Its a great cause, but it too bad the song is only mediocre.

Song for soldiers unites country stars
A benefit song for fallen Canadian soldiers and their families began rolling out on radio last week and is available on iTunes Tuesday.
The cream of Canada’s country music industry got together in Edmonton this September to record the song, with artists such as Aaron Pritchett, Terri Clark, Emerson Drive, Beverly Mahood and Christ Thorsteinson of Doc Walker featured on the song Standing Strong and True (For Tomorrow).
The accompanying video features more than 25 country artists, who ducked into a studio to record the song while they were in town for the Canadian Country Music Awards.
Interspersed with footage of the artists are images of military men and women from CFB Edmonton. The Naden Band of Maritime Forces band plays at the beginning and at the end of the song.
The project is the culmination of a frantic two months for Vernon, B.C., entrepreneur Barry Stecyk and Fabian Dawson, deputy editor of the Province newspaper in Vancouver.
Stecyk, founder of HevyD’s Kettle Korn, had long dreamed of recording a song to benefit military families, similar to Canada for Haiti. He called the project We Salute Our Heroes.
“We wanted a song that was uplifting and had a sense of patriotism, but also most importantly reflect the message that we as Canadians honour our soldiers,” said Dawson, who helped him with the project.
They considered three songs, but ended up with one based on music Ron Irving had created for the 70th anniversary of Vimy Ridge. Vancouver songwriter Lynda McKillip and Tom McKillip, who is also music director for the CCMAs, wrote the lyrics.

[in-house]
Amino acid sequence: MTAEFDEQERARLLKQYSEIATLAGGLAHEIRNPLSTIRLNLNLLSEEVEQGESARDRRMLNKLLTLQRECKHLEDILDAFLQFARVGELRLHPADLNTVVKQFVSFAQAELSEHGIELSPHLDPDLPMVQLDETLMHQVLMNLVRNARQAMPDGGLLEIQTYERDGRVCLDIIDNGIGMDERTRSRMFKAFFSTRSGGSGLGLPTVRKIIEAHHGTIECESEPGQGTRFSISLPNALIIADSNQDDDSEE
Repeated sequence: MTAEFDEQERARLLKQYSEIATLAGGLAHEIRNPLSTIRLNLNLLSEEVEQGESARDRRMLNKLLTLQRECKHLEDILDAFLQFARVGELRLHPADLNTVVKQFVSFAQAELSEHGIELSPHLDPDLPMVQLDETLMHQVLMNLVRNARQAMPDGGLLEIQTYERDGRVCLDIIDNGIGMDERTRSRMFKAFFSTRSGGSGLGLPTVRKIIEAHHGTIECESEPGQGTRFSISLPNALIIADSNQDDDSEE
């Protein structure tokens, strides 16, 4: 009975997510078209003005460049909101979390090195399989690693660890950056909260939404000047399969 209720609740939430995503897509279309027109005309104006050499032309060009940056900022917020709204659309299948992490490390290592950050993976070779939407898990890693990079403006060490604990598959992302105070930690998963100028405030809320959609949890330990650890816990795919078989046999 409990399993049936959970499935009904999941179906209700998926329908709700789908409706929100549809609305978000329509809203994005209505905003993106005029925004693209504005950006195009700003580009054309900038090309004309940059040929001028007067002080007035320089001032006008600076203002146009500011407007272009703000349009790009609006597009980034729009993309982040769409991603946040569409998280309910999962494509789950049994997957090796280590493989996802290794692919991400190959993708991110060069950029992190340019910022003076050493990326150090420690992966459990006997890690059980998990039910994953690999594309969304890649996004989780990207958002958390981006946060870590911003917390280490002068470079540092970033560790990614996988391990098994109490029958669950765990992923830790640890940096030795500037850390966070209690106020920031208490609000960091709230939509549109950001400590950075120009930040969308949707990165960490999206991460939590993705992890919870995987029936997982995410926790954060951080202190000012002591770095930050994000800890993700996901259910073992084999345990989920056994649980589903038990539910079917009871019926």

Then they sent out word to country artists through record label EMI. So many responded that not everyone could get into the studio or participate in the video, Dawson said.
“We cut the base track in Vancouver and … sent it out to the artists to practise it. Then when they all came to the CCMAs in Edmonton, the studio there was donated and they all came in one after another,” he said. The final choral section was shot in a hall in downtown Edmonton.
“Our issue when we shot the video was to show the artists singing,” he said, adding that they rejected the idea of using combat footage from Afghanistan.
“We didn’t want to glorify the war aspect of it. It was more to show the sacrifice these guys were making and show some of them รณ who they were,” Dawson said.
The next stage of the project is a website featuring more military-themed songs from the country artists involved, and some from artists who didn’t make it into the Edmonton recording.
There also will be a message board on the website where fans can leave a posting or dedicate a song to a Canadian soldier. That website goes live Nov. 1.
All proceeds from sale of the song goes to The Military Families Fund, which directly assists military families by providing support in their time of need, and to Boomer’s Legacy, a charity for Afghans living in the valleys and villages where Canadian troops operate.